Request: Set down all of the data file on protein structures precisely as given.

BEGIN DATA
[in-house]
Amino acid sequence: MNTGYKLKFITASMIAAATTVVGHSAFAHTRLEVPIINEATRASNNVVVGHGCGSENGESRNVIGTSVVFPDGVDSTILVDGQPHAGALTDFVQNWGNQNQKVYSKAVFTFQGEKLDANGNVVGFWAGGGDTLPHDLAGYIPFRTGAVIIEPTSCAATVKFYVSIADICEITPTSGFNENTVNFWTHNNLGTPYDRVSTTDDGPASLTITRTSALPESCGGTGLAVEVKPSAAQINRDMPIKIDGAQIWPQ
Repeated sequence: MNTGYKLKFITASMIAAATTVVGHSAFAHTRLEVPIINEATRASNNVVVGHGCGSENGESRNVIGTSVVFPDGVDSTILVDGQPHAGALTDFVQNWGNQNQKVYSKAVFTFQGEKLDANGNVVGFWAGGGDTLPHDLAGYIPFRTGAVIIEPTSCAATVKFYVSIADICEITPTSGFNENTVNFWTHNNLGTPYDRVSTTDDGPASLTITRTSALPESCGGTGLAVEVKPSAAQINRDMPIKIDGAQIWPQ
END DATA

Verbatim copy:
[in-house]
Amino acid sequence: MNTGYKLKFITASMIAAATTVVGHSAFAHTRLEVPIINEATRASNNVVVGHGCGSENGESRNVIGTSVVFPDGVDSTILVDGQPHAGALTDFVQNWGNQNQKVYSKAVFTFQGEKLDANGNVVGFWAGGGDTLPHDLAGYIPFRTGAVIIEPTSCAATVKFYVSIADICEITPTSGFNENTVNFWTHNNLGTPYDRVSTTDDGPASLTITRTSALPESCGGTGLAVEVKPSAAQINRDMPIKIDGAQIWPQ
Repeated sequence: MNTGYKLKFITASMIAAATTVVGHSAFAHTRLEVPIINEATRASNNVVVGHGCGSENGESRNVIGTSVVFPDGVDSTILVDGQPHAGALTDFVQNWGNQNQKVYSKAVFTFQGEKLDANGNVVGFWAGGGDTLPHDLAGYIPFRTGAVIIEPTSCAATVKFYVSIADICEITPTSGFNENTVNFWTHNNLGTPYDRVSTTDDGPASLTITRTSALPESCGGTGLAVEVKPSAAQINRDMPIKIDGAQIWPQ